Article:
Sports: Figuring out the Chicago Cubs

Chicago_Cubs2A few weeks ago, my best friend from grade school dropped me a line and asked for a prediction on the Cubs season.  This surprised me since I’m a fan of analytics and he hates them.  He suggested that 75 wins seemed reasonable.

In the scattered free moments I’ve had since his inquiry, I’ve thought about it and realized it was a really complex issue.  The 2012 Cubs won 61 and lost 101, presumably the bottoming out of a long freefall that began during the 2008 postseason.  75 wins would mark a nearly 25% improvement which seems ambitious for a team whose top free agent signing was journeyman starting pitcher Edwin Jackson.   I wondered if my pal was caught up in spring training.

I looked at the 2012 Cubs, painful task that it was, and discovered reasons for optimism.  First of all, although the team won only 61 games, their run differential—the ol’ reliable Bill James Pythagorean Formula–had the Cubs with 65.  A ten game improvement is a much less ambitious task.  The offensive problems will be helped by a full year of 23 year old First Baseman Anthony Rizzo, who has been regarded a future star for a few years.  Last season, he began to live up to that promise in the show with 15 home runs in barely half a season.  The major woes were in the starting rotation, which gave up 759 runs, and that’s where the Cubs offseason moves, Jackson and mostly under the radar acquisitions like Carlos Villanueva, Scott Feldman and Scott Baker, figure to help out.  It isn’t anyone’s idea of a championship starting five, but that isn’t the aim, respectability or at least hailing distance of it, is.

Then I began to consider a slightly different issue.  Does Cubs management want to win 75 games?  In the new CBA, draft position matters more than it used to, and the Cubs are still a draft or two from having all the pieces on board of a team that they think will contend.  Might some sort of fire sale of the newcomers torpedo the potential progress and leave the team closer to 100 losses than a .500 record?

Then another concept occurred to me.  Teams generally have to sell their fans wins or hope.  The Toronto Blue Jays are selling their fans on the idea that they can go all the way with all of their bold new acquisitions.  OTOH, the San Diego Padres can point a battalion of good young players and give their fans hope of a contender in the future.  The Cubs can’t do either of those.  They have some good young players in Rizzo, shortstop Starlin Castro, and pitcher Jeff Samardzija, but that’s about halfway to a sale on hope.  A team that finished 40 games under .500 can even joke about selling wins.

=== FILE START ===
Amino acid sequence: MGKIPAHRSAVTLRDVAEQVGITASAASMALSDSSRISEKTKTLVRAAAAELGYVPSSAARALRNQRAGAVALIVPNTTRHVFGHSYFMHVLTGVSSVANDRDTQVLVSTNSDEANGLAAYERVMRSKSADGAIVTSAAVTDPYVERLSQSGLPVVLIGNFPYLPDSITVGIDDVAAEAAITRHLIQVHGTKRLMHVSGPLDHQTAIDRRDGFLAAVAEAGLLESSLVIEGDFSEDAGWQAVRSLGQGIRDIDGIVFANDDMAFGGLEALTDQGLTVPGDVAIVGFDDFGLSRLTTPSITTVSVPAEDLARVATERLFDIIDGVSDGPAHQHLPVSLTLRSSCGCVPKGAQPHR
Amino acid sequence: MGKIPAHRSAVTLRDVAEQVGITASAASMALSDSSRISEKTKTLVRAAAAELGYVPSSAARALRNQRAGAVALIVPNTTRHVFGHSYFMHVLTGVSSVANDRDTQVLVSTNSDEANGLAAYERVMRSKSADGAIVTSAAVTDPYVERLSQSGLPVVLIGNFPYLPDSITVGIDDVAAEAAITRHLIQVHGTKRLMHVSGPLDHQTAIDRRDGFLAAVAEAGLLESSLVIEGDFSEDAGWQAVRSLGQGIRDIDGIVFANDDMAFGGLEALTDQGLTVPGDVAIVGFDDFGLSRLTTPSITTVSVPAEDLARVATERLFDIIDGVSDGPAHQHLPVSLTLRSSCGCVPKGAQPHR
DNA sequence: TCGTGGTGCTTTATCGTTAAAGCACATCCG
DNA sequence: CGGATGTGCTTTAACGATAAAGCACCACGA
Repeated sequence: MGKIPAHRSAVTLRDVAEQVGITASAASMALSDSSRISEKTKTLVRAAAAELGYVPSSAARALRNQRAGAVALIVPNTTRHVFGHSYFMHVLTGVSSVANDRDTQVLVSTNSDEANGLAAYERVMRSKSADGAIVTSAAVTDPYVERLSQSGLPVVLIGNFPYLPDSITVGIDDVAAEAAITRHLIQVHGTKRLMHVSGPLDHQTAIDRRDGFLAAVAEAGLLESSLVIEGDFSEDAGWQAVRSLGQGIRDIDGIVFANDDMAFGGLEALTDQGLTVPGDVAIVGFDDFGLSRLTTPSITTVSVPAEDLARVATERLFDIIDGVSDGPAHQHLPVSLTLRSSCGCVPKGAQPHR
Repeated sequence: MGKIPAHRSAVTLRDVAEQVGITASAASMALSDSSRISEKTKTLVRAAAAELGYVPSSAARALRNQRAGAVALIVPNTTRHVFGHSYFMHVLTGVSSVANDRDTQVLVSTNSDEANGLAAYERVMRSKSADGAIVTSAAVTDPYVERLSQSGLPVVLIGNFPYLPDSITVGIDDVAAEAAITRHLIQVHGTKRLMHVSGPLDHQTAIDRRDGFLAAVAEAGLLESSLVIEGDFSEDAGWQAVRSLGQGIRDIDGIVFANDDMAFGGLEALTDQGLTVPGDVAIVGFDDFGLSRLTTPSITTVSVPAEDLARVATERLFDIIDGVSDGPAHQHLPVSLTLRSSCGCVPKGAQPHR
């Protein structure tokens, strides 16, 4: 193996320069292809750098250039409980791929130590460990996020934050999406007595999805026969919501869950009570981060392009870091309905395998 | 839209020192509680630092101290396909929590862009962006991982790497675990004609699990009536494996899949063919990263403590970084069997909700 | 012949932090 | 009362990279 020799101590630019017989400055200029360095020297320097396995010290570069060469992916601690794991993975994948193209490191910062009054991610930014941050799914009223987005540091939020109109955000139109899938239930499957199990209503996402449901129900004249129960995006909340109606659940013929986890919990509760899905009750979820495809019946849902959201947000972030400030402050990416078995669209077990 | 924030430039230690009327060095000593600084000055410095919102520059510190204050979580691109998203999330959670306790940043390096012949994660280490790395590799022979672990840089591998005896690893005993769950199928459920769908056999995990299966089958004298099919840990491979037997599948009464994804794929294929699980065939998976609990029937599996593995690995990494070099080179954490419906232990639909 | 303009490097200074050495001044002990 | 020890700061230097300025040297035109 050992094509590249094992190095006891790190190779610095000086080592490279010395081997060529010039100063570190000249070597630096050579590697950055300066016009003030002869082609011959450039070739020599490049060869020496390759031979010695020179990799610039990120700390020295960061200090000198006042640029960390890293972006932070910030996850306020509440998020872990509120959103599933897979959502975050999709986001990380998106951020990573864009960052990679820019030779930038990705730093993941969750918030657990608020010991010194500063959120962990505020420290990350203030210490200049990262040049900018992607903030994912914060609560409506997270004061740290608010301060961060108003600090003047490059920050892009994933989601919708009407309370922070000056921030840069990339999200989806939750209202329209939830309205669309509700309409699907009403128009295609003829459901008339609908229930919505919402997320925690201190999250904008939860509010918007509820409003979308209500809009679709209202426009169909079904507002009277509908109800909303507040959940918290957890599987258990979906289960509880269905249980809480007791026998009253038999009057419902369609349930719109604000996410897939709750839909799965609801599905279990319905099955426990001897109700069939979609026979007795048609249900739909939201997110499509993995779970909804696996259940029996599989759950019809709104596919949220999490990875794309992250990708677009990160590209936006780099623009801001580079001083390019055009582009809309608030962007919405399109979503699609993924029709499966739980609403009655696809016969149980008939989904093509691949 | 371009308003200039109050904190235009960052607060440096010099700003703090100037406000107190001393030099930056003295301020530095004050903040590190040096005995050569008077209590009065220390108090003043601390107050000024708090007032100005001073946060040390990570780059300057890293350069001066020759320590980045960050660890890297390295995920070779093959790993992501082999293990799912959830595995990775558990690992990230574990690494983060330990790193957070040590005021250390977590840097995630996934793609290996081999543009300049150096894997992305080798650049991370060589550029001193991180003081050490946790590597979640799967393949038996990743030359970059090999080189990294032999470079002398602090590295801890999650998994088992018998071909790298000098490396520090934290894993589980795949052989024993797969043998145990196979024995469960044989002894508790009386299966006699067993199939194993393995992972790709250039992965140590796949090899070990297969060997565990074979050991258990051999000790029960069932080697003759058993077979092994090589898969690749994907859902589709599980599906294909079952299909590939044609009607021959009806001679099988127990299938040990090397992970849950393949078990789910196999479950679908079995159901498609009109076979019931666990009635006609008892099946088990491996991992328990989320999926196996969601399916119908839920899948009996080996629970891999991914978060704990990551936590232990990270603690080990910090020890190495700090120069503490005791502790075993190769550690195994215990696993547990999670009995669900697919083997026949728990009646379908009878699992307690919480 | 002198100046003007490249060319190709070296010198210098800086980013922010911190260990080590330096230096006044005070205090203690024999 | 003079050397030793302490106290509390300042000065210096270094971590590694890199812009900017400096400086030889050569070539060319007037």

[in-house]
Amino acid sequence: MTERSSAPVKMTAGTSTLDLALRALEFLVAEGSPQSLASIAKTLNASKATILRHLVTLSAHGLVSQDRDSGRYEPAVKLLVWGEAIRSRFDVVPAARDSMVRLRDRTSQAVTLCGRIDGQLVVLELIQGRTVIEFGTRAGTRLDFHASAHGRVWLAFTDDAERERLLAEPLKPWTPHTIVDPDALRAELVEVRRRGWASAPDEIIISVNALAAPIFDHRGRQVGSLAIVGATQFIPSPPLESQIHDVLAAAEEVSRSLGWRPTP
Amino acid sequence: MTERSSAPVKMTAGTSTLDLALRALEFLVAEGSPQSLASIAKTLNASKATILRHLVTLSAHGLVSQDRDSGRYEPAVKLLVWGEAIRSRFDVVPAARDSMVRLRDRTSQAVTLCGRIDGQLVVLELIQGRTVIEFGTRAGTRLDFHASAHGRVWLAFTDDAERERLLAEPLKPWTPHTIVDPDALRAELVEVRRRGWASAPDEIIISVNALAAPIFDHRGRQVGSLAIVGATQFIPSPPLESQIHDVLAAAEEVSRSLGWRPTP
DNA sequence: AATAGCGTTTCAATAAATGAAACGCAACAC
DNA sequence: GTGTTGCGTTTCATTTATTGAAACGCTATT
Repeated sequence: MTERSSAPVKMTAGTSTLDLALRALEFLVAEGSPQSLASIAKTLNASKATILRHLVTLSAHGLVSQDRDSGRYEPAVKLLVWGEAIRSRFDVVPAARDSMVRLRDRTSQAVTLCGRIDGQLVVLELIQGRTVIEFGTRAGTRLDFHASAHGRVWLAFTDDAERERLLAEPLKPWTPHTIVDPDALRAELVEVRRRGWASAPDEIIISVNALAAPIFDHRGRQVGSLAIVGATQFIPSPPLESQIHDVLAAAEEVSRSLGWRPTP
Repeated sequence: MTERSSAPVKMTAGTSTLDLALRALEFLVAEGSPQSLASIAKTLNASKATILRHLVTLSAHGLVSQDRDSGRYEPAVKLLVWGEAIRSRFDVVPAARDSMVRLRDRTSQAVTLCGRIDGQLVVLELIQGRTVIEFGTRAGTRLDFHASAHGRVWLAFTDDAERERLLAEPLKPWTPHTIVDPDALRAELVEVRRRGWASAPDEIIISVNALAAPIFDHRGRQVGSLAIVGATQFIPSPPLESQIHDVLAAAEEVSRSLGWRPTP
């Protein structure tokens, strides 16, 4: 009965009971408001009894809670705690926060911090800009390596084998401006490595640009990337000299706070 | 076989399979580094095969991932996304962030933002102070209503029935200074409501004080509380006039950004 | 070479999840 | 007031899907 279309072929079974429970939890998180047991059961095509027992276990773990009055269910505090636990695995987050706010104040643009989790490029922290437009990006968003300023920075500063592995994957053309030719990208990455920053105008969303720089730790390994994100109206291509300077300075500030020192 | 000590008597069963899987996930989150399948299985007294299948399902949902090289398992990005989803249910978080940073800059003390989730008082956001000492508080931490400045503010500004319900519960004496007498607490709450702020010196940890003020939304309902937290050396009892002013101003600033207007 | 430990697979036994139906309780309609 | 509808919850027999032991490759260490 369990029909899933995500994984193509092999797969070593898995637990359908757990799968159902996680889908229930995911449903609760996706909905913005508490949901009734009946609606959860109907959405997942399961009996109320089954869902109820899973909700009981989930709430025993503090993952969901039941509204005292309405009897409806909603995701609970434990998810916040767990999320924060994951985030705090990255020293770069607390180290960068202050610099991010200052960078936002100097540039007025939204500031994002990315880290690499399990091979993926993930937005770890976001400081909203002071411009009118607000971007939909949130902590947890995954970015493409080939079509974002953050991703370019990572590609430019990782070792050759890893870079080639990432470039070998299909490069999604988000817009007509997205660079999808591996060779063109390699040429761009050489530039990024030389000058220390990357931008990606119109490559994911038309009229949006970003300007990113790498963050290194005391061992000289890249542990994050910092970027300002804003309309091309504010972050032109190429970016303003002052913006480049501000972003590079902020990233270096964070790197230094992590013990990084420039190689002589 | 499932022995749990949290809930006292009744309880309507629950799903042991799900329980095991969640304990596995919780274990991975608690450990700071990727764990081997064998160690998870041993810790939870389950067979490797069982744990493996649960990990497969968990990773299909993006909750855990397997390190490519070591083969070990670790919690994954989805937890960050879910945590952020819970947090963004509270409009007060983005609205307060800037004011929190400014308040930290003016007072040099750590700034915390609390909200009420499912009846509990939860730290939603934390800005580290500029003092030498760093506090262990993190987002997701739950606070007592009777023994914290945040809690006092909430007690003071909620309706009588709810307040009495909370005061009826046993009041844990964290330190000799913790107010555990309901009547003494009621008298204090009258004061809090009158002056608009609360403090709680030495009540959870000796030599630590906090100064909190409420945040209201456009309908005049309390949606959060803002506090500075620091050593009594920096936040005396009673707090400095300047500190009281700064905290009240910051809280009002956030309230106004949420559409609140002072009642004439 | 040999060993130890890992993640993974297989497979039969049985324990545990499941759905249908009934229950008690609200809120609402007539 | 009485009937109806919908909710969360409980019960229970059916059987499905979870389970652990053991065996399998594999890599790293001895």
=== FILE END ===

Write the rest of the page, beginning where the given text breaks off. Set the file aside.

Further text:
So the Cubs may need to show steady progress.  It’s the second year of the Theo Epstein regime on the North Side and consecutive putrid seasons might ratchet up the heat for future seasons.   75 wins and the rise of talented prospects in the minors could be the combo plate of wins and hopes that the administration needs to stay its course.

Perhaps that’s why Vernon Wells and not Alfonso Soriano is a Yankee today.  Both have exorbitant contracts but maybe the Cubs wanted Soriano’s production to help them inch toward .500.

So I told my pal that yeah, it seems reasonable.  He responded that he had already called Vegas to place his bet.  I sighed.

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About jmartin437

I've worked in and around the world of high end cheese for 27 years. I've been everything from a department manager who hired and fired and trained staffs to a weekend warrior who shows up ties on an apron the middle of a rush and talks to customers and cleans up the place. I enjoy it all, and I especially like my current situation conducting informal seminars about cheese at area bars and in class at the 92nd St. Y. The current schedule is always up at thejoyofcheese.blogspot.com. In addition I conduct private events that are perfect to lead off birthday parties for foodies and sommeliers and also they make great entertainment for corporate team building events and associates meetings at law firms. In addition, I've been a freelance journalist for 27 years. Currently my profiles of leading musicians and filmmakers appear in the Wall Street Journal and www.theroot.com. I also wrote about sports for the Root, and for five loooong years, which included the entirety of the Isiah Thomas Knicks era, I wrote about the NBA for the New York Sun. I enjoyed writing about basketball so much that I now do it here at rotations for free.
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